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Spiritual Connections Made Through Art

By October 14, 2016 No Comments

“I didn’t like to do ordinary things. I wanted to be exceptional,” said senior Alison Fox, as she sat down at the long activity table and gingerly picked up a colored pencil. “After high school, I never did any drawing.”

Fox and others in the mixed-age group were trying their hand at creating mandalas – Buddhist and Hindu graphic symbols and designs used primarily in meditation, but also appreciated for their aesthetic value. The workshop, led by Evie Lindemann, Albertus Magnus College associate professor and clinical coordinator in the college’s master of arts in art therapy program, was part of a recent exhibition program and reception at the Whitney Center, a senior living facility at 200 Leeder Hill Drive, in Hamden.

Entitled “On the Spiritual in Art,” the exhibit was curated by Debbie Hesse, Arts Council of Greater New Haven director of programs and artistic services, and included a slate of resident and artist speakers as well as the mandala-making workshop.

“I try to layer and animate the reception with intergenerational hands-on activities so the event often feels more like a fair than a reception, creating a friendly, inviting atmosphere, especially for folks not used to attending art shows,” said Hesse.

Painting … textile art … printmaking …

… and animation media were represented by artists Colin Burke, Leah Caroline, Jessica Cuni, Kathryn Frund, Kayla Kirsch, Eva Lee, Evie Lindemann, Gerald Saladyga, and Aicha Woods in the well-lit, spacious venue. A concurrent exhibit and reception featuring the personal art collections of Whitney Center residents was also on display in the Resident’s Perspective Gallery, running contiguous with the “On the Spiritual in Art” show.

Among the guest speakers was Jessica Cuni, who teaches art at Wallingford’s Choate Rosemary Hall. Cuni discussed her processes in exploring biological patterning and the relationships of the micro and macro scales of the natural forms she juxtaposes in her compositions. Her sometimes dense and layered canvases bridge the vast imagery of systems not always apparent to the naked eye, with representational imagery steeped in metaphorical meaning.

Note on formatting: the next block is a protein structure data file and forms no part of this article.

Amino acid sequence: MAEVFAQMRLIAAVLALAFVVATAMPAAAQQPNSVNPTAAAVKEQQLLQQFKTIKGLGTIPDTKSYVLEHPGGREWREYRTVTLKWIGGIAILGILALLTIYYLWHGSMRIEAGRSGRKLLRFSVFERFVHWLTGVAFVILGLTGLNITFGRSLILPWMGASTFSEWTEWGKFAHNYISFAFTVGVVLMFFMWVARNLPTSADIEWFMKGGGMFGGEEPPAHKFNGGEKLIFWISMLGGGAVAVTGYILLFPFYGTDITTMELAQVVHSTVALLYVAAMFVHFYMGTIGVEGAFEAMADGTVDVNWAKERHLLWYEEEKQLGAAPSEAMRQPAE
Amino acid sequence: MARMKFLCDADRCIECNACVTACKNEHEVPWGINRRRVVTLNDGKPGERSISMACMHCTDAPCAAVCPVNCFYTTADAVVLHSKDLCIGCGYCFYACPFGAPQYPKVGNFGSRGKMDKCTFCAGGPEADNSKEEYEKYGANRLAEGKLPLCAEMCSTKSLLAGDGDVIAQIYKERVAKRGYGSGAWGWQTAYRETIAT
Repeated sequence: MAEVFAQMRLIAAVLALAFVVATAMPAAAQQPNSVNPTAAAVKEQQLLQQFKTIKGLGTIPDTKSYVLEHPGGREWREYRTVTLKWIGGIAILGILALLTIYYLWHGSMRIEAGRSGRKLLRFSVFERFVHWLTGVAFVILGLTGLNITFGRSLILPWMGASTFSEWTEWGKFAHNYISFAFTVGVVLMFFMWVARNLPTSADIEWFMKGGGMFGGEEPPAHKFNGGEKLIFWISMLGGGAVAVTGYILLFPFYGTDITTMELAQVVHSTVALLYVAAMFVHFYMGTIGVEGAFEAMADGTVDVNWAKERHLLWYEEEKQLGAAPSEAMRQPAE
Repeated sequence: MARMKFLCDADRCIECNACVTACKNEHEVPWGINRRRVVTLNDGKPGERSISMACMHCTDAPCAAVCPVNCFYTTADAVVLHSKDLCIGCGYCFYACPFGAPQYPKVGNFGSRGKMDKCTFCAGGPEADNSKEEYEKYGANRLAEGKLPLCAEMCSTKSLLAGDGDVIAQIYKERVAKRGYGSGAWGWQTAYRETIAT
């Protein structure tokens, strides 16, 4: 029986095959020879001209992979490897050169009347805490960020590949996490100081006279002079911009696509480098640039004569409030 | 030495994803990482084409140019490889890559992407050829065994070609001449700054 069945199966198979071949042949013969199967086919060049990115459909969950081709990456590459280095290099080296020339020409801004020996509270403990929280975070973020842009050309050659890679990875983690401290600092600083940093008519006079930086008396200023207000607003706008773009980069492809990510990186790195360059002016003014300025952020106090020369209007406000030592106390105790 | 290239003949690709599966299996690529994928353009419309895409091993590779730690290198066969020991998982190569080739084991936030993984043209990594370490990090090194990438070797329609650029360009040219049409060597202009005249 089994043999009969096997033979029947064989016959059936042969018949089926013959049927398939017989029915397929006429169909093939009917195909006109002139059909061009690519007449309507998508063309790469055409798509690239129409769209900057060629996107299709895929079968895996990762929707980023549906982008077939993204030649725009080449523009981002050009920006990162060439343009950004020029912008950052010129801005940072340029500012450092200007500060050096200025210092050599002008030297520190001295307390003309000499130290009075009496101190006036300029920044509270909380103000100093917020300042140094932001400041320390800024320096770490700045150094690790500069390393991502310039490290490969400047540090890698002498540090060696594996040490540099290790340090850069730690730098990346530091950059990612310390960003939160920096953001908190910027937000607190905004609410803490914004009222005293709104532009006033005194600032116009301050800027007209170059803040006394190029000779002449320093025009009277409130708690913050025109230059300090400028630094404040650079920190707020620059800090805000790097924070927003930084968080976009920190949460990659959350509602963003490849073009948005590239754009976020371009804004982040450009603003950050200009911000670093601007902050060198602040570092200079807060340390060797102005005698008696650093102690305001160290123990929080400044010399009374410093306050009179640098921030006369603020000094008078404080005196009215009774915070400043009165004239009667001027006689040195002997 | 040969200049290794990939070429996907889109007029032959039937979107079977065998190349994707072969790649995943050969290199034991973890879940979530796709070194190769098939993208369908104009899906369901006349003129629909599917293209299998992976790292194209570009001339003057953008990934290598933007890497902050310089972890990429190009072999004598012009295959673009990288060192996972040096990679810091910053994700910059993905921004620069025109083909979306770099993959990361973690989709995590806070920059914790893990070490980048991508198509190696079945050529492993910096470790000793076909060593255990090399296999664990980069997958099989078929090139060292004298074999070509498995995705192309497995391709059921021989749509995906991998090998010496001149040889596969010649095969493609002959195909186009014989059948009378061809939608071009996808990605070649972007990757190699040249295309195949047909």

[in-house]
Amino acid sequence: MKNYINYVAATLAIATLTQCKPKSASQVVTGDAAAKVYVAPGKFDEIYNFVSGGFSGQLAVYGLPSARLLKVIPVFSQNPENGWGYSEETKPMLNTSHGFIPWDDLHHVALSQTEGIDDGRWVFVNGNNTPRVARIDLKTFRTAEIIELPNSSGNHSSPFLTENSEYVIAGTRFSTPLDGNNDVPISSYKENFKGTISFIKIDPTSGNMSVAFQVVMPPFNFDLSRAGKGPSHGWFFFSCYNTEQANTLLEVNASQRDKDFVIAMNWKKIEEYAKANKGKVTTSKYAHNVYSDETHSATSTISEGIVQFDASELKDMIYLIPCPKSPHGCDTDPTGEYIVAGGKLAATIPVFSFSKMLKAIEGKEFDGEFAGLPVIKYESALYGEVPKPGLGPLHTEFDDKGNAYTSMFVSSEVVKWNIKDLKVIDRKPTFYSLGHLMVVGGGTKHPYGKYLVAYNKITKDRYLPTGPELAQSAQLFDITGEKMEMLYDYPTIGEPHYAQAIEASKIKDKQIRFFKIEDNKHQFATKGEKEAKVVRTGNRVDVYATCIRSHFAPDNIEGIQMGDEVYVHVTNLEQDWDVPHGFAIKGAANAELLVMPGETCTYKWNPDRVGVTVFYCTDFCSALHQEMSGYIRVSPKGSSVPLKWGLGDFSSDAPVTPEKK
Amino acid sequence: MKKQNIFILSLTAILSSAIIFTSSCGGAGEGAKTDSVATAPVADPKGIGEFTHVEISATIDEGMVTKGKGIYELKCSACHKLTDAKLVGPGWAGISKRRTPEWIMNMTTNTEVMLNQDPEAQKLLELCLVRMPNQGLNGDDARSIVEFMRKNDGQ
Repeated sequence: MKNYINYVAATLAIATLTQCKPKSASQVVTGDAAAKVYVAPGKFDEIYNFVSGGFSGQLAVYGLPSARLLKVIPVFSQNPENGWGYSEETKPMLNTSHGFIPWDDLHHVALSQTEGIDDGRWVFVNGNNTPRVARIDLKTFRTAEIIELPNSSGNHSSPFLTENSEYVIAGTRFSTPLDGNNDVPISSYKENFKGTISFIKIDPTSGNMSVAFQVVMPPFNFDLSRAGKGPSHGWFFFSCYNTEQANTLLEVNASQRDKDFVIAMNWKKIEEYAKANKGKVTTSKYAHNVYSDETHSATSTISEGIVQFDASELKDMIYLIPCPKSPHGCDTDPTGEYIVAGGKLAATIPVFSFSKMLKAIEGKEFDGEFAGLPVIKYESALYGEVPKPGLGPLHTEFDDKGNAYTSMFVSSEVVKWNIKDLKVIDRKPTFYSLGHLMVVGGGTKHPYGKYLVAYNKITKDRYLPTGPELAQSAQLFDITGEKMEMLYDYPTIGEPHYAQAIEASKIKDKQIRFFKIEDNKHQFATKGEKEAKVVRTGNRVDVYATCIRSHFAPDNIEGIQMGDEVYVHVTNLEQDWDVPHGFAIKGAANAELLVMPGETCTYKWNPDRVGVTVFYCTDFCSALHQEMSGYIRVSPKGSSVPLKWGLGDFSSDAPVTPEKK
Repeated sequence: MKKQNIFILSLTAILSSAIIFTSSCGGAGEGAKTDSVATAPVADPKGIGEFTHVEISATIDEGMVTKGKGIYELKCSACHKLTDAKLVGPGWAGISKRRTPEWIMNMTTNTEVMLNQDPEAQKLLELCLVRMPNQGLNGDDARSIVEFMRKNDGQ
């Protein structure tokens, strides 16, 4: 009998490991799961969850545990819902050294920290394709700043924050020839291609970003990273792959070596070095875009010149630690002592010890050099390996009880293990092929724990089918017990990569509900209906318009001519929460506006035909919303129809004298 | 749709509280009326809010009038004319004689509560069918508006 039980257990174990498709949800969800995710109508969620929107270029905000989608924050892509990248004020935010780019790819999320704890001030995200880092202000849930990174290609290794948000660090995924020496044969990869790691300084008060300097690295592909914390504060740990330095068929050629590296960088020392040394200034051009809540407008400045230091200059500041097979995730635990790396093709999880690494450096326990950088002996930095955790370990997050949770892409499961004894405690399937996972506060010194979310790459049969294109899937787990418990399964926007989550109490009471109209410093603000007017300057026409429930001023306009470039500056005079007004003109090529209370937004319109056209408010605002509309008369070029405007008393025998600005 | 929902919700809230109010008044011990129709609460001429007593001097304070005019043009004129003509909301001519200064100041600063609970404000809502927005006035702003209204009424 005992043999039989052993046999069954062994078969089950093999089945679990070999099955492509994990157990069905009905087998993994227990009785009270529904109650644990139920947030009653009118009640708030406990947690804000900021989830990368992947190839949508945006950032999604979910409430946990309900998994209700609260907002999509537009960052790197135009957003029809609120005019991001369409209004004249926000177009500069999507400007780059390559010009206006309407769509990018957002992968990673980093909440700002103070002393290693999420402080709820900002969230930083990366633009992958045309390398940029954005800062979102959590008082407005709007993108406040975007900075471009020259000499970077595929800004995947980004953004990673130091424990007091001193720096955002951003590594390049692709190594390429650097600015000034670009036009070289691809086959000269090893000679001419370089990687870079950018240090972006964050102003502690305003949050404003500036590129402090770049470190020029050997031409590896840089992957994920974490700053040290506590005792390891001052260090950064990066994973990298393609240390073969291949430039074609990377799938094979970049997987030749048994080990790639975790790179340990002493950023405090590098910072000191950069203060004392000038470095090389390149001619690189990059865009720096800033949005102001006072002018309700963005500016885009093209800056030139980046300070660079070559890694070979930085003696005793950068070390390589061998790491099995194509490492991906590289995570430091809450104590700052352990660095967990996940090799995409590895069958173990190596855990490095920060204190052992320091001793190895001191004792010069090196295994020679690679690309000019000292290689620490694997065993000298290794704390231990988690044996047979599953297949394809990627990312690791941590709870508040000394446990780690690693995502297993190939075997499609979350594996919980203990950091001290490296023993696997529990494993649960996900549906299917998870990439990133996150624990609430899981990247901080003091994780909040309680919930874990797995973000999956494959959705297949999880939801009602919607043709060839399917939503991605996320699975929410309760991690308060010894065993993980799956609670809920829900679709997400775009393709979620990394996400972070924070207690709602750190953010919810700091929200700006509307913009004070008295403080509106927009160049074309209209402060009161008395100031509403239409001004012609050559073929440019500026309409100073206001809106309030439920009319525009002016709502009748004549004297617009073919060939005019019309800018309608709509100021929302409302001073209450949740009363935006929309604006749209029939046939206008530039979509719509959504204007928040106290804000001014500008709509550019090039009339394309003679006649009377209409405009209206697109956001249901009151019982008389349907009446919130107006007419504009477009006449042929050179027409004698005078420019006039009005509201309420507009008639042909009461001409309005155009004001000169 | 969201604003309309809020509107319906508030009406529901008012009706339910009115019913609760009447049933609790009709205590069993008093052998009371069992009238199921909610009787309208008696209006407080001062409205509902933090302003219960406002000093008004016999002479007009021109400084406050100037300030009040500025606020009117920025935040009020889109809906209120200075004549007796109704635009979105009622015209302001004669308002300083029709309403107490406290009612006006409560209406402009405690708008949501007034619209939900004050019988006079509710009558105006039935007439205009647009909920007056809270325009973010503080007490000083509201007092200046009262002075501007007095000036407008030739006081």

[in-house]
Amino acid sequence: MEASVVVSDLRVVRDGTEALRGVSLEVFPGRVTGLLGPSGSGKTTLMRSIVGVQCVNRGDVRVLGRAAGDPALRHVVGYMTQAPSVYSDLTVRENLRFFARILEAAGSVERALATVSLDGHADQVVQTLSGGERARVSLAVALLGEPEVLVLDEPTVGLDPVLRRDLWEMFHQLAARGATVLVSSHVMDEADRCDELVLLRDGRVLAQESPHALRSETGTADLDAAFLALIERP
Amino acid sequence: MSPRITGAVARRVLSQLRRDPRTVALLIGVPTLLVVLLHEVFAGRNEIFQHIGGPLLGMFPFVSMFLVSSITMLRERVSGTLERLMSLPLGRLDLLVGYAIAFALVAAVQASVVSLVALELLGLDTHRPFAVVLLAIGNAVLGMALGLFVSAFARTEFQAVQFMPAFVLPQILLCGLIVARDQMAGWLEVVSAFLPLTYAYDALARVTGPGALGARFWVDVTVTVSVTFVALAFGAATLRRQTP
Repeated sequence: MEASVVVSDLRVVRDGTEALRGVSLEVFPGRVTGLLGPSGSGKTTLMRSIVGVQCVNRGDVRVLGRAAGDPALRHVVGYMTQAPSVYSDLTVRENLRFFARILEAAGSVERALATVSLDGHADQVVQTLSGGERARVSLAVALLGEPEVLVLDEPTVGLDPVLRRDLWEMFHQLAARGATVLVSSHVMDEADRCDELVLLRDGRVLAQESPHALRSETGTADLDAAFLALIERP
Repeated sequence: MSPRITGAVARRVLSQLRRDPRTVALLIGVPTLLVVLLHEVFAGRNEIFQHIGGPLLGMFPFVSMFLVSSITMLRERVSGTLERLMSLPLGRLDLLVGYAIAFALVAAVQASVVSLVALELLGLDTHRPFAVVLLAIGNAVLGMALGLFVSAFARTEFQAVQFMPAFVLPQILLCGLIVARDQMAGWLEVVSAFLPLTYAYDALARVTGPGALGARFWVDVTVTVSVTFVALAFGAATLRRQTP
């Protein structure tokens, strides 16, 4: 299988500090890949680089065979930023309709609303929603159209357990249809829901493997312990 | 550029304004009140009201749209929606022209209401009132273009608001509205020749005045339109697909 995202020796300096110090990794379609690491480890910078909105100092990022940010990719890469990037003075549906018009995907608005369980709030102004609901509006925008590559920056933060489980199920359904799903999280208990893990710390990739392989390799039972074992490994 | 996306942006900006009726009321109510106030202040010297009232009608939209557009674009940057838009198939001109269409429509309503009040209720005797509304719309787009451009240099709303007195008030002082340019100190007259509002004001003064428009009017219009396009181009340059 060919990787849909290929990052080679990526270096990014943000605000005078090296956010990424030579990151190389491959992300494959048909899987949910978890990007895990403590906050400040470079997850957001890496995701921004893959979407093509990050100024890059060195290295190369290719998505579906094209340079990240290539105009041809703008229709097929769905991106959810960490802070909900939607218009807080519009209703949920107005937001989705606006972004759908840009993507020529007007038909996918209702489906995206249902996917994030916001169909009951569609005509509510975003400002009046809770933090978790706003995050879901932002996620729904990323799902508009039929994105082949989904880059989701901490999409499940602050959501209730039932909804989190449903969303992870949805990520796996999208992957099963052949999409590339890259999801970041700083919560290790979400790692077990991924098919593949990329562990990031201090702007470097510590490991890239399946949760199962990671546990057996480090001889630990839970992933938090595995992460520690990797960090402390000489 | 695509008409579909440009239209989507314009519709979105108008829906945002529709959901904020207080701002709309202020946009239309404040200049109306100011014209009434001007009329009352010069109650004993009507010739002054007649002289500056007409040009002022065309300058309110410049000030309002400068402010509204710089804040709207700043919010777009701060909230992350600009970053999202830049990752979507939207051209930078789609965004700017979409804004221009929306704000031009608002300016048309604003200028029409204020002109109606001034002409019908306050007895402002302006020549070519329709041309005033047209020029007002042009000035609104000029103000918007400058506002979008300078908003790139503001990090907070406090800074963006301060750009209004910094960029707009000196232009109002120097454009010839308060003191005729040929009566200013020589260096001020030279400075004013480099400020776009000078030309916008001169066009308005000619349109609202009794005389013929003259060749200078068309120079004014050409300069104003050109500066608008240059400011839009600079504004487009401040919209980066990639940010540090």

Multimedia artist and experimental filmmaker Eva Lee, who participated in the artist forum, displayed an abstract animation installation of sight and sound based on “encounters on a walk through otherworldly territory.”

Her work is inspired by “what lies at the threshold of perception.” Lee finds inspiration and meaning in the spaces and forms found in the realm of the unseen, inquiries that have given rise to explorations of Buddhist philosophy as well as a deep interest in the neuroscience of the brain.

Lee will be giving a visual presentation entitled “In Search of Mandalas in the Himalayas” based on her Fulbright research project at the DNKL Tibetan Buddhist Center in Redding, Conn., on Feb. 1.

Lindemann’s informal mandala workshop engaged children and seniors throughout the afternoon with assistance from art therapy program graduate student assistants of Albertus Magnus College. At the end of the workshop, completed designs were displayed among the works at the two exhibits. Though pleased with her mandala, Alison Fox was happy to add her own work, an offering and testament to the end of a long drawing drought.

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